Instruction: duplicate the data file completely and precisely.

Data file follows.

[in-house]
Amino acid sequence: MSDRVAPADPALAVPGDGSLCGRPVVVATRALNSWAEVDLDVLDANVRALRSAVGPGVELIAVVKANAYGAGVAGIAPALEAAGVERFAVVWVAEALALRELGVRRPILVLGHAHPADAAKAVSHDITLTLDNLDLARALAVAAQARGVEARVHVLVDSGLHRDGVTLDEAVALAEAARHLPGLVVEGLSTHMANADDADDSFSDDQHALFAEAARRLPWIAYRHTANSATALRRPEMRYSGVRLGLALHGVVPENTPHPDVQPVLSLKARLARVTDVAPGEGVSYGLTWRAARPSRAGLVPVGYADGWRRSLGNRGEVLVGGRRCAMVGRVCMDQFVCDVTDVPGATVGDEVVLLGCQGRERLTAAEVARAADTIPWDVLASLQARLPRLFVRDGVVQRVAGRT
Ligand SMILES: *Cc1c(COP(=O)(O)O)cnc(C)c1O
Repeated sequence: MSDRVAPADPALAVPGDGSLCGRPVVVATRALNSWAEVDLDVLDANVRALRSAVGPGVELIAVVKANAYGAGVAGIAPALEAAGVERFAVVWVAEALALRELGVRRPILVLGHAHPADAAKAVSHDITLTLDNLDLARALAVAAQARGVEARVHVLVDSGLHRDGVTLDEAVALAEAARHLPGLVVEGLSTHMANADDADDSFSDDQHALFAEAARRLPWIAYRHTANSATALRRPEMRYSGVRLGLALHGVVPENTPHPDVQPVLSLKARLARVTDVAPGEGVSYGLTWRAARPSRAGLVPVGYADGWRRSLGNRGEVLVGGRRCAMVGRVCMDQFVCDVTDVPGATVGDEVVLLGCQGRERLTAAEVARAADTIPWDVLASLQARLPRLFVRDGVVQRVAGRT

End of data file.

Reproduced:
[in-house]
Amino acid sequence: MSDRVAPADPALAVPGDGSLCGRPVVVATRALNSWAEVDLDVLDANVRALRSAVGPGVELIAVVKANAYGAGVAGIAPALEAAGVERFAVVWVAEALALRELGVRRPILVLGHAHPADAAKAVSHDITLTLDNLDLARALAVAAQARGVEARVHVLVDSGLHRDGVTLDEAVALAEAARHLPGLVVEGLSTHMANADDADDSFSDDQHALFAEAARRLPWIAYRHTANSATALRRPEMRYSGVRLGLALHGVVPENTPHPDVQPVLSLKARLARVTDVAPGEGVSYGLTWRAARPSRAGLVPVGYADGWRRSLGNRGEVLVGGRRCAMVGRVCMDQFVCDVTDVPGATVGDEVVLLGCQGRERLTAAEVARAADTIPWDVLASLQARLPRLFVRDGVVQRVAGRT
Ligand SMILES: *Cc1c(COP(=O)(O)O)cnc(C)c1O
Repeated sequence: MSDRVAPADPALAVPGDGSLCGRPVVVATRALNSWAEVDLDVLDANVRALRSAVGPGVELIAVVKANAYGAGVAGIAPALEAAGVERFAVVWVAEALALRELGVRRPILVLGHAHPADAAKAVSHDITLTLDNLDLARALAVAAQARGVEARVHVLVDSGLHRDGVTLDEAVALAEAARHLPGLVVEGLSTHMANADDADDSFSDDQHALFAEAARRLPWIAYRHTANSATALRRPEMRYSGVRLGLALHGVVPENTPHPDVQPVLSLKARLARVTDVAPGEGVSYGLTWRAARPSRAGLVPVGYADGWRRSLGNRGEVLVGGRRCAMVGRVCMDQFVCDVTDVPGATVGDEVVLLGCQGRERLTAAEVARAADTIPWDVLASLQARLPRLFVRDGVVQRVAGRT